# Write a number with two decimal places SQL server

How do you write a number with two decimal places for sql server?

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try this

``````SELECT CONVERT(DECIMAL(10,2),10000)
``````
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Clarification: Where `10000` is the number (or column) you want to convert. –  PhatWrat Apr 8 '14 at 21:22

Use `Str()` Function. It takes three arguments(the number, the number total characters to display, and the number of decimal places to display

``````  Select Str(12345.6789, 12, 3)
``````

displays: ' 12345.679' ( 3 spaces, 5 digits 12345, a decimal point, and three decimal digits (679). - it rounds if it has to truncate, (unless the integer part is too large for the total size, in which case asterisks are displayed instead.)

for a Total of 12 characters, with 3 to the right of decimal point.

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`it rounds if it has to truncate`... unless the integer part is too large for the total size, in which case asterisks are displayed instead. This is mentioned in the documentation for `STR`. Here's a quote from that page: `STR(1223,2) truncates the result set to **.` –  Mark Byers May 25 '12 at 9:41

Generally you can define the precision of a number in SQL by defining it with parameters. For most cases this will be `NUMERIC(10,2)` or `Decimal(10,2)` - will define a column as a Number with 10 total digits with a precision of 2 (decimal places).

Edited for clarity

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It can also be declared as DECIMAL(10, 2). –  jrcs3 Jan 14 '09 at 1:54
@jrcs3 - Good catch. –  Sarah Jamie Lewis Jan 14 '09 at 2:00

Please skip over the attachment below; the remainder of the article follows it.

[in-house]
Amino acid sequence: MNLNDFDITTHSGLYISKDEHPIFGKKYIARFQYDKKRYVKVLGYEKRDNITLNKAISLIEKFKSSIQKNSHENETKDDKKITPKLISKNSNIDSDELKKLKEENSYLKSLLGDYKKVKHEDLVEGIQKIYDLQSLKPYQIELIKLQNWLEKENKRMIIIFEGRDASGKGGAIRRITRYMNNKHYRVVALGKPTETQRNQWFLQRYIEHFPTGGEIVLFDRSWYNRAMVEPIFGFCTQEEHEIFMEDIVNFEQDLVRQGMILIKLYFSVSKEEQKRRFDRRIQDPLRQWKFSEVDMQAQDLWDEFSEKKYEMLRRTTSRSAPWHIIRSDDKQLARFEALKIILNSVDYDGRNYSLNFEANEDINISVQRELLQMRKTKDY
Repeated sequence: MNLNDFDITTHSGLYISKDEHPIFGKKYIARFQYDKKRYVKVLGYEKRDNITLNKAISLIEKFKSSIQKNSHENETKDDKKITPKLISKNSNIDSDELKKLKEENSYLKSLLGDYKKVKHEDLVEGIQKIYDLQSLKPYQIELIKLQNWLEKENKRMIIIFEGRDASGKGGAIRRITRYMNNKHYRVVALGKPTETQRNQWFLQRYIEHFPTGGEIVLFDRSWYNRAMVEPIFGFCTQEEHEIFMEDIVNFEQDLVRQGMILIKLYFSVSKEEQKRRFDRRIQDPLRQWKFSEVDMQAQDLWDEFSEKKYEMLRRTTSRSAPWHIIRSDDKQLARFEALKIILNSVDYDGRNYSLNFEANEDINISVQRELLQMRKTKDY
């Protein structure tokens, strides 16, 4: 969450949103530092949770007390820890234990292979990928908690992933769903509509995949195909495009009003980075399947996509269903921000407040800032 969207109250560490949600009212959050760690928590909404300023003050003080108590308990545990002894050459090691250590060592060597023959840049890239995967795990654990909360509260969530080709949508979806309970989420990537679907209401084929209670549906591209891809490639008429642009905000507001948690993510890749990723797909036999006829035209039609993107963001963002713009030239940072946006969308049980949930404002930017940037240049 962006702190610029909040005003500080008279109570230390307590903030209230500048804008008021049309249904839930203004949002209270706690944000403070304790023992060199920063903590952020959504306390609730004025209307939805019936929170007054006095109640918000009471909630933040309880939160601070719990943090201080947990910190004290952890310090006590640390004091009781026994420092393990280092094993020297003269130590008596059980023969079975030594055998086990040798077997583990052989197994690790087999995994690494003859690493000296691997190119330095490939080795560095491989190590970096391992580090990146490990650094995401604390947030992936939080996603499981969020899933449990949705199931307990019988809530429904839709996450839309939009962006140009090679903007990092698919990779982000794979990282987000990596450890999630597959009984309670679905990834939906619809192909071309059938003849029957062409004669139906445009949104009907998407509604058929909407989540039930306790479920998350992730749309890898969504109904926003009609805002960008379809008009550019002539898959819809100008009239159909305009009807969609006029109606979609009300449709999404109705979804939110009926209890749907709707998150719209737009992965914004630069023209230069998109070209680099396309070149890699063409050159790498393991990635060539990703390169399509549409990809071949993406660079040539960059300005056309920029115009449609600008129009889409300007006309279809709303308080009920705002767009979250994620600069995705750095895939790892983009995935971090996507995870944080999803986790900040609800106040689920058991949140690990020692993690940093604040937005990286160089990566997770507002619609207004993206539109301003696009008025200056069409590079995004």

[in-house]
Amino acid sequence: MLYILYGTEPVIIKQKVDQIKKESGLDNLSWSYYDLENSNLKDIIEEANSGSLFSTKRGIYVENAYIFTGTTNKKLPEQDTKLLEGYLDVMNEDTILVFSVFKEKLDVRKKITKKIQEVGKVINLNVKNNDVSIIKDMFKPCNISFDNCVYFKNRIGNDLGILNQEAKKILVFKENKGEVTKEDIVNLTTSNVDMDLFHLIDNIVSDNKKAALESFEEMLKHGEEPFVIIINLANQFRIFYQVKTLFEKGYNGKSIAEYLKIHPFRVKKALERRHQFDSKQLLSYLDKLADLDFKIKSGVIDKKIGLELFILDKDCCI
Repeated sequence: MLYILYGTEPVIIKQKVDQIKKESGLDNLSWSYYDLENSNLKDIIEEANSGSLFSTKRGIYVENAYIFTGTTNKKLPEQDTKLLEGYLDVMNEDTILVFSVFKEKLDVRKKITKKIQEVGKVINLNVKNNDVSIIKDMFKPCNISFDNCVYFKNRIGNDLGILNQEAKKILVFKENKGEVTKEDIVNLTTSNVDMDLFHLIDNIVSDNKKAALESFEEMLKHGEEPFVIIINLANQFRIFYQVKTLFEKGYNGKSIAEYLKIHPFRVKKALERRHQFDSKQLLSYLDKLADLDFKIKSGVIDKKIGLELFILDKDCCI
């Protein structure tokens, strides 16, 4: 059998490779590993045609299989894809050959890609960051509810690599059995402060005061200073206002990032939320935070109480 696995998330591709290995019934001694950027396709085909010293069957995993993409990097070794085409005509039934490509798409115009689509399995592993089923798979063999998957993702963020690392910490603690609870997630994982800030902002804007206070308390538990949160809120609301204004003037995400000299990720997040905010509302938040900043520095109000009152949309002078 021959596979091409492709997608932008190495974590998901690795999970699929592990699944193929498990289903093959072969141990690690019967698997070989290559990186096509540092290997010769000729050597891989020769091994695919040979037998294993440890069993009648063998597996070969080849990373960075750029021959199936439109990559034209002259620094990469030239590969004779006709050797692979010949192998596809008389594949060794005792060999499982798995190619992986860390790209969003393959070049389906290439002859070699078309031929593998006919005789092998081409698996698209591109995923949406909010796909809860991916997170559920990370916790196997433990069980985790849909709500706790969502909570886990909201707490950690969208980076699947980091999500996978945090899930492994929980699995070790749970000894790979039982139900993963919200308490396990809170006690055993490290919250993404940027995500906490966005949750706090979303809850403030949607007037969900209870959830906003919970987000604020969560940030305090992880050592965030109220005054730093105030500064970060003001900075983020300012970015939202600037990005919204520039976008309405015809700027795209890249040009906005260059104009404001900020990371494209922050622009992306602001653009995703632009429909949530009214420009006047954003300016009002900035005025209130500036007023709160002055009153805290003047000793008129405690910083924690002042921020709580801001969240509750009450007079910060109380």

This is wrong for several reasons. It's not number, it's numeric or decimal. You say numeric(10,2) allows 10 places before the decimal point, which is also wrong. numeric(10,2) allows for 10 total digits with 2 places after the decimal point. Range = -99999999.99 to 99999999.99 –  G Mastros Jan 14 '09 at 2:16
@G Mastros: It appears you are right on the precision point. On the actual naming of the the convention, in many of SQL implementations NUMBER is a valid type. Although I will admit to not knowing the case of sqlserver –  Sarah Jamie Lewis Jan 14 '09 at 2:23
@GMastros came to say the same thing. msdn.microsoft.com/en-us/library/aa258832%28v=sql.80%29.aspx –  Joe Nov 1 '11 at 18:03

This work for me and always keeps two digits fractions

23.1 ==> 23.10

25.569 ==> 25.56

1 ==> 1.00

``````Cast(CONVERT(DECIMAL(10,2),Value1) as nvarchar) AS Value2
``````
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try the STR() function from Charles Bretana above. It works like your formula but will do rounding on your 25.569 example. –  JerryOL Jun 23 '11 at 15:03
Hi here i have a query like this "SELECT gametype,gameSubType,noofplayers,playerrank,starttime,endtime,CONVERT(decimal(20‌​,10),initialBuy),smallblind,bigblind,winamt,,lossamt,pokerroom,roomname,dateval,s‌​essiontype,sessionid FROM `pokerastic_session` WHERE sessiontype = 1 and dateval BETWEEN '2013-05-01' and '2013-06-05'" but its through the error could you help me please for convert decimal with two digits –  dineshprasanna Jun 5 '13 at 7:33

Multiply the value you want to insert (ex. 2.99) by 100

Then insert the division by 100 of the result adding .01 to the end:

``````299.01/100
``````
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This will allow total 10 digits with 2 values after the decimal. It means that it can accomodate the value value before decimal upto 8 digits and 2 after decimal.

To validate, put the value in the following query.

``````DECLARE vtest  number(10,2);
BEGIN
SELECT 10.008 INTO vtest FROM dual;
dbms_output.put_line(vtest);
END;
``````
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This will work on Oracle, but not on Microsoft SQL Server. –  NomisSilloc Oct 11 '13 at 10:01